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Nine faculty members will develop the School of Civic Life and Leadership’s vision and curriculum while leading the search for a new dean.

Image shows the bell tower in the distance and pretty orange and yellow flowers in the foreground with a Carolina blue sky.In an email to faculty and staff of the College of Arts and Sciences, Dean Jim White announced the inaugural faculty of the School of Civic Life and Leadership. Drawn from the ranks of tenured faculty in the College, these nine faculty members will articulate the vision for this new school and build the necessary infrastructure to begin the school’s operations.

Sarah Treul Roberts, Bowman and Gordon Gray distinguished term professor in political science and faculty director of the College’s Program for Public Discourse, will serve as the interim director and dean of the school until a permanent director and dean is hired. The Program for Public Discourse will become part of the School of Civic Life and Leadership.

Joining Treul Roberts are:

  • Inger Brodey, associate professor of English and comparative literature.
  • Kurt Gray, professor of psychology and neuroscience.
  • Fabian Heitsch, professor of physics and astronomy.
  • Mark Katz, distinguished professor of music.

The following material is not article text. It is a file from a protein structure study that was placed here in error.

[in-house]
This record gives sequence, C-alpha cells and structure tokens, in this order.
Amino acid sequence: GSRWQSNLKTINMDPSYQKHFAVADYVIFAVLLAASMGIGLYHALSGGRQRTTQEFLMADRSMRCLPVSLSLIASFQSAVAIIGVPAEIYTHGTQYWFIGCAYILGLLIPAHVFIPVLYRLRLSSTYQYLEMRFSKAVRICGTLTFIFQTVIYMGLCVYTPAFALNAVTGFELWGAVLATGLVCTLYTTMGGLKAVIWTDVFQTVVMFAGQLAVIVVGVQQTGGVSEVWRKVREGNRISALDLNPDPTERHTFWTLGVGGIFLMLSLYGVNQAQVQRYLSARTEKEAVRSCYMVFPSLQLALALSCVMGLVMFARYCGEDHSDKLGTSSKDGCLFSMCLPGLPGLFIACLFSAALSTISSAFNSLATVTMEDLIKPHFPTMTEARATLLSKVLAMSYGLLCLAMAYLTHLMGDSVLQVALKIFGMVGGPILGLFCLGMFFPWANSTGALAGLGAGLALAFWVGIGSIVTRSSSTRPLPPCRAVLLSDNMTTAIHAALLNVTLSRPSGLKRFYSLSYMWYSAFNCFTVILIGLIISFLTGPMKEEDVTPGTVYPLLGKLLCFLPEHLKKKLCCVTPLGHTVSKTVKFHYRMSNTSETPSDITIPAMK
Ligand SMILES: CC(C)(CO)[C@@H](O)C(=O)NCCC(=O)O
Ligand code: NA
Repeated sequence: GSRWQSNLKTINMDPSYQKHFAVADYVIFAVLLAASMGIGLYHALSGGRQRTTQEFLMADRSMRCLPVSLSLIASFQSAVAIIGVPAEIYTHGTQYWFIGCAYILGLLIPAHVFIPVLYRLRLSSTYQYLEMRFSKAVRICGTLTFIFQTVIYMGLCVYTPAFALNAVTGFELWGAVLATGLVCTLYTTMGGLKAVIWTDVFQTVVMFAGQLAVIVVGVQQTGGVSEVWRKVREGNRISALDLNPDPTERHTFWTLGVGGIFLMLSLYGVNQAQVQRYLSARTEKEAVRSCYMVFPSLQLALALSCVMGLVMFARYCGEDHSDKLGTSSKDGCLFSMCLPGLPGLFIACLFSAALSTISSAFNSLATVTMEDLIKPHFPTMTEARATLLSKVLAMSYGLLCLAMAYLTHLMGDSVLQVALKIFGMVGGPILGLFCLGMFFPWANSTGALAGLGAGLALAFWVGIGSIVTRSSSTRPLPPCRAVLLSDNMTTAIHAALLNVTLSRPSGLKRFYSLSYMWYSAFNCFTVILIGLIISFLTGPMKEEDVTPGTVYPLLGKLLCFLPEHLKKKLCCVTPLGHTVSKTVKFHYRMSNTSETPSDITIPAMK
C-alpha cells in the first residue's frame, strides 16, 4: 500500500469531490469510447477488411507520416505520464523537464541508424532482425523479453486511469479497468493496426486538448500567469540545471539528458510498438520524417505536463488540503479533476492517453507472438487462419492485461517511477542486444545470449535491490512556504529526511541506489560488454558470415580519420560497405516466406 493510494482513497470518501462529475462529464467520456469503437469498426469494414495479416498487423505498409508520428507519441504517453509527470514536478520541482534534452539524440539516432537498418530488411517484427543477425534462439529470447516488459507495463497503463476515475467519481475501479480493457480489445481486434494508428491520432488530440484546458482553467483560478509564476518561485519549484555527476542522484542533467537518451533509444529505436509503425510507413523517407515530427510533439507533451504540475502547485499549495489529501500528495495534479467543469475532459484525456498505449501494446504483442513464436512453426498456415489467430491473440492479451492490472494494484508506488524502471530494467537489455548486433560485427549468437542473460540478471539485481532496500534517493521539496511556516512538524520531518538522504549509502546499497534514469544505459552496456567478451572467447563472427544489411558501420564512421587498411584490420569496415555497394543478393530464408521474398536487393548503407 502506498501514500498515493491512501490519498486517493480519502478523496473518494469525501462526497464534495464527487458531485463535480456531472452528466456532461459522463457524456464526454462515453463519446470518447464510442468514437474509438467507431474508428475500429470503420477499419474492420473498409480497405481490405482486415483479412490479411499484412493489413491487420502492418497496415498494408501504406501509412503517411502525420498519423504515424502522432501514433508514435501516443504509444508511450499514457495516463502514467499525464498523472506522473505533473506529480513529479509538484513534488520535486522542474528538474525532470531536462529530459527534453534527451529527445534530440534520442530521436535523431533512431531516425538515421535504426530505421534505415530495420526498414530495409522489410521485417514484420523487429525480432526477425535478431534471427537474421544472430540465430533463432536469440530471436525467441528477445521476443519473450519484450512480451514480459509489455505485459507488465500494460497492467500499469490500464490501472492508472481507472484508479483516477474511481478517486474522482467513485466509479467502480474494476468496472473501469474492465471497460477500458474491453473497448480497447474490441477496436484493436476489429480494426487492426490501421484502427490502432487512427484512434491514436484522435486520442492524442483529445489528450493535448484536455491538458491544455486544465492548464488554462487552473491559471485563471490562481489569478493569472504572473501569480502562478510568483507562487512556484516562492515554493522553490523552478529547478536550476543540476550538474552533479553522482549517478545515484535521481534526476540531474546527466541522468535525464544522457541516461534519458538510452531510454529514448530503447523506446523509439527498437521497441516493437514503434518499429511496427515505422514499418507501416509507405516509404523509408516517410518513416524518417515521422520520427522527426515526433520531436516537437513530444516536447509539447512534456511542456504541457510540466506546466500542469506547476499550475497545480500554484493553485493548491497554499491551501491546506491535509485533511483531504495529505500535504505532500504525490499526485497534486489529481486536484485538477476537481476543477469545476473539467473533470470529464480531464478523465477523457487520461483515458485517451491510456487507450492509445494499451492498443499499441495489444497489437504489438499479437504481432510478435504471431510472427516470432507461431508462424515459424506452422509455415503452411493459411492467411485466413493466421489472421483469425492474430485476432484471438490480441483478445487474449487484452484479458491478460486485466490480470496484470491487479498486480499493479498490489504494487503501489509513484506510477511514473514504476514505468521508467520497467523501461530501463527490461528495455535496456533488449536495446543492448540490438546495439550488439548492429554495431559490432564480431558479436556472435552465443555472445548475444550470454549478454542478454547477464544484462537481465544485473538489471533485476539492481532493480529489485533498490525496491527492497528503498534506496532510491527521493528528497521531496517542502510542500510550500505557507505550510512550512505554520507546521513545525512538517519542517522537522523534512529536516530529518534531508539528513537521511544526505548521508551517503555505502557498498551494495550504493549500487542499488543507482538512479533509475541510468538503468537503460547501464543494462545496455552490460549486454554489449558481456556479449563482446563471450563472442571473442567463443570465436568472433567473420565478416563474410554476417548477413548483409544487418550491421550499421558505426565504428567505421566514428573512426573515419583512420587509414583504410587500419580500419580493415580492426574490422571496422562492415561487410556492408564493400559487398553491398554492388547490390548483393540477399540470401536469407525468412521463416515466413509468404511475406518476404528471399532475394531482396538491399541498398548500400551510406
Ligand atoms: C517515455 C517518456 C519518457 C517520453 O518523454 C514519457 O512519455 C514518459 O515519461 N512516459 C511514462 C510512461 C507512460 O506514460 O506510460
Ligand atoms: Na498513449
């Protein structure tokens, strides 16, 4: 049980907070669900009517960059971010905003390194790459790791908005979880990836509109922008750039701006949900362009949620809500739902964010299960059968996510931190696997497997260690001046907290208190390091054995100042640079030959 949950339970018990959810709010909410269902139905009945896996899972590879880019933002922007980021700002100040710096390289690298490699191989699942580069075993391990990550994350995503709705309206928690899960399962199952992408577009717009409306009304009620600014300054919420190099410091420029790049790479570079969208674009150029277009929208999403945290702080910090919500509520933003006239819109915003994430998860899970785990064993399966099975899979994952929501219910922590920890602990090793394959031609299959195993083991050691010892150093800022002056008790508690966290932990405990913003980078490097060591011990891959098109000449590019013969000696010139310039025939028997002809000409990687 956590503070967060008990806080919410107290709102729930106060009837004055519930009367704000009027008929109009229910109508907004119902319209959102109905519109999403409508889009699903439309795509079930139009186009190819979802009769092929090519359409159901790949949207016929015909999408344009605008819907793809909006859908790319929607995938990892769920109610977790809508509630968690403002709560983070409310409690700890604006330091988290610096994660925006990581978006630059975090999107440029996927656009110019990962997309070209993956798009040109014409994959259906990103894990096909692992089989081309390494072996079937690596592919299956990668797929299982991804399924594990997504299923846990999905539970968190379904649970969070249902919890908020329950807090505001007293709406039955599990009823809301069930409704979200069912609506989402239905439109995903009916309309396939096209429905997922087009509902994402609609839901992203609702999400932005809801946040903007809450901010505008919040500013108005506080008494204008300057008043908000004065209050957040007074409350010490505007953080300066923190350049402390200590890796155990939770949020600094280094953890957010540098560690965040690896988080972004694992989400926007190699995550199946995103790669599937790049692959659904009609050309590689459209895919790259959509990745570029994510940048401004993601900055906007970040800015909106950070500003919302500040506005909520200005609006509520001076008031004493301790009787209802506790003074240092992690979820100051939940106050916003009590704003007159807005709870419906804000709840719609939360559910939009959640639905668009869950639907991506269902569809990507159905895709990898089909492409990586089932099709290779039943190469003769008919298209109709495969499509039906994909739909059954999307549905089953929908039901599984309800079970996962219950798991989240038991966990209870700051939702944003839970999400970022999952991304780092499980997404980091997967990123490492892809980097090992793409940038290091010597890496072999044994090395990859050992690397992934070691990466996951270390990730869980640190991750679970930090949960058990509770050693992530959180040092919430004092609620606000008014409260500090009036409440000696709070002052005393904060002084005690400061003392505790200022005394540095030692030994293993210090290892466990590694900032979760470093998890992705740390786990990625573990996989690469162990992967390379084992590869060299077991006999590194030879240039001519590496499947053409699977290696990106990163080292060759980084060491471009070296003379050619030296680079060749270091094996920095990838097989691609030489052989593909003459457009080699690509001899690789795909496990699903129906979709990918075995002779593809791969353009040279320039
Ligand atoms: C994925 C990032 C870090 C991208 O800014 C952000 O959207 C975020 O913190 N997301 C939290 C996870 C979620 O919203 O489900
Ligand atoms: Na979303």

• Matthew Kotzen, professor of philosophy.
  • Christian Lundberg, associate professor of communication.
  • Jason Roberts, professor of political science.
  • Molly Worthen, associate professor of history.

These appointments are effective immediately. The faculty members serve in half-time appointments, remaining part of their home departments. “These faculty have my gratitude for agreeing to take on this endeavor and the extra responsibilities it entails, especially in the middle of the semester and with a timeline that is accelerated beyond the norm for establishing a new school,” White said.

White charged the group with defining the vision for the new school, identifying the committee members who will lead the search for the permanent director and dean of the school, initiating the groundwork for developing the school’s curriculum and building the administrative infrastructure that academic units need to operate effectively.

White emphasized that the creation of the new school will be driven by the faculty. “I have every confidence that the foundational work done by our pioneering nine will lead to a school that showcases Carolina’s strengths in discourse, civic life and democracy,” he concluded.

By University Communications

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